Our spring trip to Europe was all about renewing our inspirations and dipping our brains and toes in some of the best art museums (according to us).
Our Journey began in Stockholm, Sweden, although it not the best place to acclimate to the 8 hour time change. The sun was rising around 3:30 A.M. and setting around 10 P.M. As we quickly learned, Stockholm had nearly 18 hours of daylight per day! Insert jet-lag nightmare here.
You may have heard of the Moderna Museet back in 1993 when eight works by Picasso and Georges Braque, the French cubist, valued at some $60 million, were stolen.
Responsible for housing one of Europe's finest collections of modern and contemporary art, the Moderna Museet was certainly one of the highlights of our trip to Europe this spring. They had over 35 pieces of Duchamp's alone in their permanent collection!
After Stockholm we spent some time in Amsterdam. There we visited several museums, amongst them the Van Gogh Museum, which merited almost an entire day. Lost in Van Gogh's brush strokes you're transported to another time. You are there in his studio witnessing his latest painting, dabbing the finishing touches with a stroke so famous and so unique. Tragically, like many creative geniuses, Van Gogh ended his own life, two gunshot wounds to the chest, taking his last breaths in his brother Theo's arms. One can bear witness to their strong relationships in the hundreds of letters they exchanged while they were apart, The letters chronicle Vincent's life like an autobiography. All art has the potential to be powerful and create strong and even unfamiliar reactions inside us, but in particular I think we had the strongest "aha' moments at the Van Gogh Museum.
To mix feelings up further, the temporary exhibit at the Van Gogh was 'Easy Virtue' depicting prostitution in French Art from 1850 to 1910. The exhibit examined how the theme of prostitution was dealt with by over 40 different artists. It included rare private and public collection works by Van Gogh himself, Degas, Toulouse-Lautrec and Picasso among others. A fitting and interesting introduction to Amsterdam and the Red Light District.
In Amsterdam we also visited the Stedelijk, and the Moco Museum (which was exclusively featuring works by Banksy and Warhol).
In Paris, we never miss the Louvre but this time we also visited the Georges Pompidou Center to see the Paul Klees exhibit as well as Espace Dali to see a great collection of Salvador Dali's work.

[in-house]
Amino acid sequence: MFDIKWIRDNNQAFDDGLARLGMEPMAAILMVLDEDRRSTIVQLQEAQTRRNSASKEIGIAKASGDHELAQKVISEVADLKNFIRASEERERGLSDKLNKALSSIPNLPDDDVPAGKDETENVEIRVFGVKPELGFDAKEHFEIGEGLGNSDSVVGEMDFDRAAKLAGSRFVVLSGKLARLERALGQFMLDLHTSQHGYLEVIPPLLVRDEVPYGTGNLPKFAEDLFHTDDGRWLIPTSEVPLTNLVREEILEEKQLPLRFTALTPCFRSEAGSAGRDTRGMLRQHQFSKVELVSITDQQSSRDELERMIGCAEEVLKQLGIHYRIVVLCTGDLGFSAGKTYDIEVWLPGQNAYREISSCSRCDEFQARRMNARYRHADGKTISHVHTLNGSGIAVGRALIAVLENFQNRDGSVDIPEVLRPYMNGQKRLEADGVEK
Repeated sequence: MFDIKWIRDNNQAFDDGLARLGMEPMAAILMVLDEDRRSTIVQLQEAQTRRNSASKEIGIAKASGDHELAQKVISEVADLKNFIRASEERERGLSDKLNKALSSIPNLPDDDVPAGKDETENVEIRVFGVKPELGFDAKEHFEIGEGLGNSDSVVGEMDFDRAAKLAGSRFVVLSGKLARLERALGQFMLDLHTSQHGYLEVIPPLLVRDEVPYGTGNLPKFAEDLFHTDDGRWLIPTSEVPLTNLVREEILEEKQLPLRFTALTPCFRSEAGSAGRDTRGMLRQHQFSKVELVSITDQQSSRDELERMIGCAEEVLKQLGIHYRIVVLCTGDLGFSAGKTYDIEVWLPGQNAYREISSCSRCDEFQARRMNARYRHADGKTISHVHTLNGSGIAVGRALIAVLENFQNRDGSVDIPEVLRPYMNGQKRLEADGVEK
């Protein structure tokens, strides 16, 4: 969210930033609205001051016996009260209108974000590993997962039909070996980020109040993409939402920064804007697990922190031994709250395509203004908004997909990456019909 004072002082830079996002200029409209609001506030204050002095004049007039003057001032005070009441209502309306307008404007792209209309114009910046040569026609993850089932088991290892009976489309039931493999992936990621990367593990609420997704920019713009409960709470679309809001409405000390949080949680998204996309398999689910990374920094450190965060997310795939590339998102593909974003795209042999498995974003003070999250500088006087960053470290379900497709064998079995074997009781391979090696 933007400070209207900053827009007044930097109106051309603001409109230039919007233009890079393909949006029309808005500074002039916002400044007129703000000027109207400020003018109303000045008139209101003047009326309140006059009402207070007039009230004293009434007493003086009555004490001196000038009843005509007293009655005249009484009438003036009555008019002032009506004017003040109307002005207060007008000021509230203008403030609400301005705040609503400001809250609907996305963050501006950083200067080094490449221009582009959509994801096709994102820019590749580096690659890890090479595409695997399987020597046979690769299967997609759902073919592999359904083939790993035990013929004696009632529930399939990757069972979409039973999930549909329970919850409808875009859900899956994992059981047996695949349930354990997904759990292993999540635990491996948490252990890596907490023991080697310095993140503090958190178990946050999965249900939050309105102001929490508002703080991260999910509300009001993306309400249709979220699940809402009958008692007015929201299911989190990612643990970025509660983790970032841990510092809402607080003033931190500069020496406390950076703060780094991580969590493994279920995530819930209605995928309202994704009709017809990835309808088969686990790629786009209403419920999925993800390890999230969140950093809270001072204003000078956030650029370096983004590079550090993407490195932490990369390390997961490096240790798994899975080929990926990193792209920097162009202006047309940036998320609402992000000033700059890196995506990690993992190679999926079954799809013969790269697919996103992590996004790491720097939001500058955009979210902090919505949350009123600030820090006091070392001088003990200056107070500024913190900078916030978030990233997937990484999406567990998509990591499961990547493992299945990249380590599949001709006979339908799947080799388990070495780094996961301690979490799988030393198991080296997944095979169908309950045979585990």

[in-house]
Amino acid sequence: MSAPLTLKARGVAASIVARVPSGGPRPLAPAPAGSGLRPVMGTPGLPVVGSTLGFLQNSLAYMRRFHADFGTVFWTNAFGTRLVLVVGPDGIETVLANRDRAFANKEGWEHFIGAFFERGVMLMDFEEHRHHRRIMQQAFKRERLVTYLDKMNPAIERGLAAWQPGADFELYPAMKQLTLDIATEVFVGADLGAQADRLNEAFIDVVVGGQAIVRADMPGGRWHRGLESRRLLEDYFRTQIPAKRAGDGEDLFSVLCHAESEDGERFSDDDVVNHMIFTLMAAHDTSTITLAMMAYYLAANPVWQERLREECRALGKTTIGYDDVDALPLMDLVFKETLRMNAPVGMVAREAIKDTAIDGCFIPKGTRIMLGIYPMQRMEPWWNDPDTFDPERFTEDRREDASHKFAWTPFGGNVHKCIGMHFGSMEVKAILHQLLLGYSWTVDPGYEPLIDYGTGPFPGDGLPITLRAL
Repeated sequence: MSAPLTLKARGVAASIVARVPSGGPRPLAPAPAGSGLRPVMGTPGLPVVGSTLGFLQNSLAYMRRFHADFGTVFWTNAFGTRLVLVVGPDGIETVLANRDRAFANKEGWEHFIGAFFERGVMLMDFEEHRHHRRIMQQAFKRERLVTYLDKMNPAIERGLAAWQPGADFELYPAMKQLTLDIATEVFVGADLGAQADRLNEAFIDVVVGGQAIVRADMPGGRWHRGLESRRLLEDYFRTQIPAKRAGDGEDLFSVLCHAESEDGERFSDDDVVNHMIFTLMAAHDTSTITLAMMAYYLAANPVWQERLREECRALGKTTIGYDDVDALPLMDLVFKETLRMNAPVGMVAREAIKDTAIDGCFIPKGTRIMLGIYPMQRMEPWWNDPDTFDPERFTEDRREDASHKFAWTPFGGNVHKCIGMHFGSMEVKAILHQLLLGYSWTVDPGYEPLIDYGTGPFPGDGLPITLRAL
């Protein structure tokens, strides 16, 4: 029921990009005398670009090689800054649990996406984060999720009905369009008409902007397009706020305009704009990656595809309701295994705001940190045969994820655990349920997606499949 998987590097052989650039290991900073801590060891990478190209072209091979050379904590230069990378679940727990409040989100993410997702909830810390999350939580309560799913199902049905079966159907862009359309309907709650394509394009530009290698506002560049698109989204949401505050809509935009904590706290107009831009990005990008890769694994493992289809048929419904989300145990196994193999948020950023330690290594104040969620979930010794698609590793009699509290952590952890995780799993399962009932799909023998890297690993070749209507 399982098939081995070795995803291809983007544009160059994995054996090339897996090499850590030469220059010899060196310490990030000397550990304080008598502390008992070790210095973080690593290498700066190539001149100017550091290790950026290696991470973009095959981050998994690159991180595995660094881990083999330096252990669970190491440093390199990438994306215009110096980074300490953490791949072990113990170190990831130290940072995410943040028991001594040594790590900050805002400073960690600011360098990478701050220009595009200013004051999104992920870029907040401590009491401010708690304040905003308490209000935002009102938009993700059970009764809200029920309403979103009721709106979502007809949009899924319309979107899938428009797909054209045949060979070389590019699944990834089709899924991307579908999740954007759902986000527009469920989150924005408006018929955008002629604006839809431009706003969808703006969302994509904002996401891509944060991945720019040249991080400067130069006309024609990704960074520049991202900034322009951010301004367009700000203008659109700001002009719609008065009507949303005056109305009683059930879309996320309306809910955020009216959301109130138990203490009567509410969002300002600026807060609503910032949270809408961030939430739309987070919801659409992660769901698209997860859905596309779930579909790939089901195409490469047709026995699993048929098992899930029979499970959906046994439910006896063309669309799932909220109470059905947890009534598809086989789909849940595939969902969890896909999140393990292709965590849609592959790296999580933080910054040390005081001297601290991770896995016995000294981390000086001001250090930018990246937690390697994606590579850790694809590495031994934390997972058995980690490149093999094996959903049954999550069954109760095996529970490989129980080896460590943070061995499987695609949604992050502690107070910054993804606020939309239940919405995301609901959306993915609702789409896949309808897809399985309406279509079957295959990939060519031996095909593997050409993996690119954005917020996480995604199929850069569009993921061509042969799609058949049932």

Finally, in London we went to the Tate Modern. Interestingly, a whole section of the Tate was being prepared for a major Georgia O'Keeffe exhibit. This was of course an interesting fact to us Santa Feans.
When we've arrived some place, especially if it's new (to us) or we've traveled long distances, I always ask myself "Why am I here? Why have we devoted our time and resources to be here, visiting this place?'" We don't love jet-lag, unfamiliar beds, and the lack of direction, plus we miss our cat. So, why?
The question lingers throughout the journey and every time we do it, I feel myself getting closer to... asking a better question. Always approaching but never arriving. Cliche as it sounds, it's truly the moments in between that feed our wanderlust. It's a discovery of ourselves in a new city, speaking a different language, engaging in different contexts.
It's a step back and a step closer. It's watching the man religiously feeding the pigeons, it's figuring out if finding the entrance to the gallery at the Tate Modern is an exhibit in itself, it's realizing yourself in the escalator "tube" at the Pompidou. It's watching the watcher and enjoying children chasing bubbles in a busy square. It's taking a quiet ferry and time to stroll through the Tulleries not knowing where you're going.
It's the loss of familiarity and the acceptance of being in those moments, that make us more prepared to return home again.
One Minute of Moments
I put this video together to acknowledge those random yet substantial moments in an attempt to linger in that time, but also explore the origin of that wanderlust and curiosity. I'm still working on articulating it.
We could be any of these characters. You could be the man with the birds, the lovers, the crowds or the tour group. I could be you. You could be me.
Music is "We Move Lightly" by Dustin O'Halloran.
Sharing our creative efforts, work and travel.